Increases in compulsive behavior were clear in the use of L-dope in people with Parkinson's in the 60's, but the level of the problem is evident in this research....
The production of dopamine can be excessively stimulated by taking drugs such as alcohol, cocaine, or heroin.
So, the neurotransmitter is at the heart of addictions and impulse control disorders ranging from substance abuse to sex addiction and gambling.
Such impulse control issues have been found to be common in people with Parkinson's disease. Pathological gambling and compulsive shopping, as well as compulsive eating and sexual behavior, have all been documented among patients with Parkinson's.
The drugs often prescribed to people with Parkinson's are the main risk factor for such compulsive behavior. Because dopamine is deficient in Parkinson's, the go-to treatment is dopamine agonists — which are drugs that activate the brain's dopamine receptors — or the well known levodopa, which turns itself into dopamine.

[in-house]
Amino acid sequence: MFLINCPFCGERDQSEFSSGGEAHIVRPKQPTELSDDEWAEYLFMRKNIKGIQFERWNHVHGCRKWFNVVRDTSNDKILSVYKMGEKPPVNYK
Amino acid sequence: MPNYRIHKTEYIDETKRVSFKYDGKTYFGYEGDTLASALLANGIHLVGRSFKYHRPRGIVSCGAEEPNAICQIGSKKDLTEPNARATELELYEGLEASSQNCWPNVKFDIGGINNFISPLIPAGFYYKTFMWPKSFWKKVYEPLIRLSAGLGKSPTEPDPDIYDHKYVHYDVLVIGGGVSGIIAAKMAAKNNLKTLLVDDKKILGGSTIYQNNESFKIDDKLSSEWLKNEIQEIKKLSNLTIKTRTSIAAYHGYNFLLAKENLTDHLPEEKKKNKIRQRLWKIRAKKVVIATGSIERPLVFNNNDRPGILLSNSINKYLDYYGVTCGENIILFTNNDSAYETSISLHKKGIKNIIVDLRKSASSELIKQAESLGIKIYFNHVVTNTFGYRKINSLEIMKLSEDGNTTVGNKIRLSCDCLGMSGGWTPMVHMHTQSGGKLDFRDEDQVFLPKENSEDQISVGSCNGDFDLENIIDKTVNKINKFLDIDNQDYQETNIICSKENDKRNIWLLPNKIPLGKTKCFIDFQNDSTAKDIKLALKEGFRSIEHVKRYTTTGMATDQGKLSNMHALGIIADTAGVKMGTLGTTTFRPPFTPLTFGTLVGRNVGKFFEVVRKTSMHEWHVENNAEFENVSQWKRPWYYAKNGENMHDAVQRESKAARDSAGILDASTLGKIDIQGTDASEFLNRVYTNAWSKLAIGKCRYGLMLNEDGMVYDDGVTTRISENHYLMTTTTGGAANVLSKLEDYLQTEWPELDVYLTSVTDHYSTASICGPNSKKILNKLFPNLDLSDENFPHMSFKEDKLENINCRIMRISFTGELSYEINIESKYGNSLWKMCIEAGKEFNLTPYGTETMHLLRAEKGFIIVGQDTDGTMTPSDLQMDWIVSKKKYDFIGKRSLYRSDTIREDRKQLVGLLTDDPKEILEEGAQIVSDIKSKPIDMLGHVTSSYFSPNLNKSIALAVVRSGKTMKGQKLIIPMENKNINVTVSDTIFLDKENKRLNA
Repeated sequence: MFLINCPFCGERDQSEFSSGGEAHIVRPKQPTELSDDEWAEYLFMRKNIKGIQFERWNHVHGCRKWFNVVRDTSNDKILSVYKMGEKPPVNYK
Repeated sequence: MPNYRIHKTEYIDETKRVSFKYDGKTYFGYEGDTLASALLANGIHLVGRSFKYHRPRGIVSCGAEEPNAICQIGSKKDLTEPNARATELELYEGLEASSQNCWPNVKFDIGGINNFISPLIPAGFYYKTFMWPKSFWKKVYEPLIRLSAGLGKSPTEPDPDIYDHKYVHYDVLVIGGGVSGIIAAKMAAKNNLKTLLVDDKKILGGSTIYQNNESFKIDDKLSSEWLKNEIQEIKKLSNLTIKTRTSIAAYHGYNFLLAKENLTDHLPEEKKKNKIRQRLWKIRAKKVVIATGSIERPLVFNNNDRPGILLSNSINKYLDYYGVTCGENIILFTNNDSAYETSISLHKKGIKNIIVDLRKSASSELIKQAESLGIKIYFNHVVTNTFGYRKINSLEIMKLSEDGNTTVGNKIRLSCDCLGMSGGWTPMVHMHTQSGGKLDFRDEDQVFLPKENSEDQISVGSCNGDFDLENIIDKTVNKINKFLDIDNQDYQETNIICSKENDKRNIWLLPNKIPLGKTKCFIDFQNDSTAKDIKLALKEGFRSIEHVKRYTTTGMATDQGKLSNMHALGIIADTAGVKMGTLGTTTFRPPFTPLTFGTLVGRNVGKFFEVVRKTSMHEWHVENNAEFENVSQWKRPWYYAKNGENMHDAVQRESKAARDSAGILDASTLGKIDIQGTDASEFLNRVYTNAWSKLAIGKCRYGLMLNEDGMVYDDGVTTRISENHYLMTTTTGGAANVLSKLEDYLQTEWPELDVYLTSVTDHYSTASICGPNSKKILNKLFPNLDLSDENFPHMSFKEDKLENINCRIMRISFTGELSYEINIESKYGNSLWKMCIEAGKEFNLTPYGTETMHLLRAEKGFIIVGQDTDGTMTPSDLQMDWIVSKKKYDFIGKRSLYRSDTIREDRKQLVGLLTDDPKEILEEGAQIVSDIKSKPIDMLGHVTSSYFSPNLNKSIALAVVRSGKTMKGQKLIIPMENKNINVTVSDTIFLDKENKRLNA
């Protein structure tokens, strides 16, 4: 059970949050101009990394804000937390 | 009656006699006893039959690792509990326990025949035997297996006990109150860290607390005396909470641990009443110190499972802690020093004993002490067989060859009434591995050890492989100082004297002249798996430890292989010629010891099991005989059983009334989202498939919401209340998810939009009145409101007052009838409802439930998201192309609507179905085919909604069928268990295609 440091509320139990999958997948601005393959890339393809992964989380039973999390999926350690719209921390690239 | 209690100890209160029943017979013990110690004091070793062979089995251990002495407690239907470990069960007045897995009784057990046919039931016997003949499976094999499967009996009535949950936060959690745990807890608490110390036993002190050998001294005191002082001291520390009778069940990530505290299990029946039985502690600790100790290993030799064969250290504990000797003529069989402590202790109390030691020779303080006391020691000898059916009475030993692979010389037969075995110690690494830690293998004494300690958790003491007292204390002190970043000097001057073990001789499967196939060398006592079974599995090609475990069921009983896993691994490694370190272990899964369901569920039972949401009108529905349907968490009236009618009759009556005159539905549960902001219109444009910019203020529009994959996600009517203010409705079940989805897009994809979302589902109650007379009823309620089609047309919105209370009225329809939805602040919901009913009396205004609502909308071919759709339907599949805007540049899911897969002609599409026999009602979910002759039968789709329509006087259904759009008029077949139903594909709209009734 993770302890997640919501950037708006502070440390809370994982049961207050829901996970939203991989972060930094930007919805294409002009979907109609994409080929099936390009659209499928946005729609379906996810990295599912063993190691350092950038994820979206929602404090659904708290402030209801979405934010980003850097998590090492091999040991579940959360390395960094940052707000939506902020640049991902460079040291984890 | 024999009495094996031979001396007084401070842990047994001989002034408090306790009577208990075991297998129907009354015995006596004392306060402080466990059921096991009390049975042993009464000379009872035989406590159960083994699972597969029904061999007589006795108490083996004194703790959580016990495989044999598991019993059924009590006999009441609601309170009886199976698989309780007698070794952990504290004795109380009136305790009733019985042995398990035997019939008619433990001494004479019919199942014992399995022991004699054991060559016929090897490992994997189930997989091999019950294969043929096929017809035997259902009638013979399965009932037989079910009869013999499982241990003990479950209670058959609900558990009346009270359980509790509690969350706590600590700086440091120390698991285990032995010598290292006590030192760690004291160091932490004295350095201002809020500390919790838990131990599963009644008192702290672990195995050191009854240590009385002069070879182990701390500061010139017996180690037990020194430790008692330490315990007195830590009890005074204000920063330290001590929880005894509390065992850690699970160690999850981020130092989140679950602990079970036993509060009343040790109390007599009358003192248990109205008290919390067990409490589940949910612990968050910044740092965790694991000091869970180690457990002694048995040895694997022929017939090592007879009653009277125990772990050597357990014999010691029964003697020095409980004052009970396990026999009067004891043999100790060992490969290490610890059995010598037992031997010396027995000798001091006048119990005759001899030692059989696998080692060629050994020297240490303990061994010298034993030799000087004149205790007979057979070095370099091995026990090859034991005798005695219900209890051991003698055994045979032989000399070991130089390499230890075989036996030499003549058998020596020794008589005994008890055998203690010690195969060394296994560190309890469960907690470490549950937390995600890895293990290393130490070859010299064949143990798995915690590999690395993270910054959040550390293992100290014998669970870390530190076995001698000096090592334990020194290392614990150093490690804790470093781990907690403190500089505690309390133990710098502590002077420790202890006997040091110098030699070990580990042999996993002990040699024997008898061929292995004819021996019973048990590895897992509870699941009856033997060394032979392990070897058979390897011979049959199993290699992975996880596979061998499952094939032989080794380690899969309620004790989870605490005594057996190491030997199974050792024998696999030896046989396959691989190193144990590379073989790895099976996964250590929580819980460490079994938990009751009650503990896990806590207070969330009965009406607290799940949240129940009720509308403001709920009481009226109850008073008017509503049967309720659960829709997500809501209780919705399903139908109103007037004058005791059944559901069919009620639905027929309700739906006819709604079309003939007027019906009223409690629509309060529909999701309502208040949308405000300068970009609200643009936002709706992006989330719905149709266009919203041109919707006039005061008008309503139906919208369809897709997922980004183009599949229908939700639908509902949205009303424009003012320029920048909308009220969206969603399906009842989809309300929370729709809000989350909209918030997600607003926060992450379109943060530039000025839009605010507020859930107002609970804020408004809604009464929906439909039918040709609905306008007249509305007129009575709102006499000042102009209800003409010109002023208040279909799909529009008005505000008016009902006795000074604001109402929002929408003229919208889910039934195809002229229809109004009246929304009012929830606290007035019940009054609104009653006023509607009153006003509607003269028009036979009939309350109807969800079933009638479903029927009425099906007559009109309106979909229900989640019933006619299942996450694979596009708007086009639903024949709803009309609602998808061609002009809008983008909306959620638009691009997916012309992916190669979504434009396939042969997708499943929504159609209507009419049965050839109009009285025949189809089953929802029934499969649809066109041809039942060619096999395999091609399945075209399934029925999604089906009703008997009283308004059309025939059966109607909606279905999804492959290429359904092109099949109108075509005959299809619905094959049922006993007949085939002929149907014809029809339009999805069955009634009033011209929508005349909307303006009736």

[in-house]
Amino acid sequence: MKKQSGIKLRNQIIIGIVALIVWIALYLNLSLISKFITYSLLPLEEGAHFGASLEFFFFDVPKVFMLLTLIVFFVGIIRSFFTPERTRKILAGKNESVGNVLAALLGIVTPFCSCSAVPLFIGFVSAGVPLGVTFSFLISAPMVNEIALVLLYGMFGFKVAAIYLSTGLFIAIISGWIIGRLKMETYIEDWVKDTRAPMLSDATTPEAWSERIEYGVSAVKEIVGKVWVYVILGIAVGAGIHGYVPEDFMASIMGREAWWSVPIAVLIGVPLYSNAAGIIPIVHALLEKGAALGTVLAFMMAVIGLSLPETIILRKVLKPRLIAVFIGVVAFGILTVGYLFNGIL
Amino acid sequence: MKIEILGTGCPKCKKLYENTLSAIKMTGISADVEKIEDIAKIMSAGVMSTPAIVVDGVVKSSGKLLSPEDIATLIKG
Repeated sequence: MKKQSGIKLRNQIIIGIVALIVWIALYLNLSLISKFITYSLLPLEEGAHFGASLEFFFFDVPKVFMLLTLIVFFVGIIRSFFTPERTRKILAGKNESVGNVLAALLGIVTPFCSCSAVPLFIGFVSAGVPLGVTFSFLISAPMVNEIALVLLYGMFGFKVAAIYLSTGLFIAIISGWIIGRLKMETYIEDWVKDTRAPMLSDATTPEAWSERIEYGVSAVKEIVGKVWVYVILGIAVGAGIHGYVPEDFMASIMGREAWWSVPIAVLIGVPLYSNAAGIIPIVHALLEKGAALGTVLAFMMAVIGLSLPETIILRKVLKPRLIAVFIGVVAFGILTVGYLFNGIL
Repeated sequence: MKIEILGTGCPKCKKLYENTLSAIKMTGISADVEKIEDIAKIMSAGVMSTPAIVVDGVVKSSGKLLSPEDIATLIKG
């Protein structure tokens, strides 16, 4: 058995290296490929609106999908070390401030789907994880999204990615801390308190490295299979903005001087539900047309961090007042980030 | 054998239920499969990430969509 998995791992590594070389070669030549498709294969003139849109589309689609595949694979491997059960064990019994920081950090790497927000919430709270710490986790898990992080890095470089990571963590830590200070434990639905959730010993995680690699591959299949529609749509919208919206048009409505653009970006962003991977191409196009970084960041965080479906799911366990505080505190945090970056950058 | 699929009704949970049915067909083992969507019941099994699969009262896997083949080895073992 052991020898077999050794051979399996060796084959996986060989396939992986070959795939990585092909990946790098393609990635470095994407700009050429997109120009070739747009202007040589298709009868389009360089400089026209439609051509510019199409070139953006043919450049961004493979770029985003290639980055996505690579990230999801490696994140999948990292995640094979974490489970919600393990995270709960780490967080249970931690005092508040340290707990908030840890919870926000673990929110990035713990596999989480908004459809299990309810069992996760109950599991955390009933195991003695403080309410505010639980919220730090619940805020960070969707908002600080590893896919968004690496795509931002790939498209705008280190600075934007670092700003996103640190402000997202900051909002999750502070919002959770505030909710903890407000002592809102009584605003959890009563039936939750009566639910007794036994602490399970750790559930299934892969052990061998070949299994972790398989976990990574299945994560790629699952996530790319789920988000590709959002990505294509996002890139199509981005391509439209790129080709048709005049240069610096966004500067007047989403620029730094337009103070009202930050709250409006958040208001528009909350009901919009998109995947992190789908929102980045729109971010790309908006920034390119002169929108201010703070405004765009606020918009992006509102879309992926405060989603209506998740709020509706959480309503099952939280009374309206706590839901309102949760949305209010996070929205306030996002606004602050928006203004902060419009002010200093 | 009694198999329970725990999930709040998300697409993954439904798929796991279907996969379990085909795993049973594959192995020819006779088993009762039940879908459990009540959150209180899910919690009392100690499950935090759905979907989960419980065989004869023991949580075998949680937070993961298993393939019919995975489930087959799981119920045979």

The researchers investigated 411 people who had received a Parkinson's disease diagnosis 5 years or under before the study, and who were clinically followed for at least 3 years.
Dr. Corvol and his colleagues interviewed the participants about any symptoms of impulse control disorders, such as compulsive shopping, eating, gambling, or sexual behaviors.
Of the 411 participants, 356 (or almost 87 percent) had taken dopamine agonists at least once since their Parkinson's diagnosis. At baseline, 81 participants (almost 20 percent) reported an impulse control disorder.
Specifically, 11 percent reported binge eating, 9 percent reported compulsive sexual behavior, 5 percent said that they shopped compulsively, and 4 percent admitted to having a gambling problem.
Of the 306 participants who did not report having any impulse control problems at baseline, 94 developed such a problem during the study. According to the scientists, this amounts to a "5-year cumulative incidence" of impulse control disorders of 46 percent.
By comparison, those who had never taken the drugs had a 5-year incidence of 12 percent. What is more, 30 participants with compulsive behaviors stopped taking the drugs during the study, which put an end to their symptoms.
Finally, higher doses of dopamine agonists and the duration of the treatment correlated directly with the risk of developing impulse control disorders.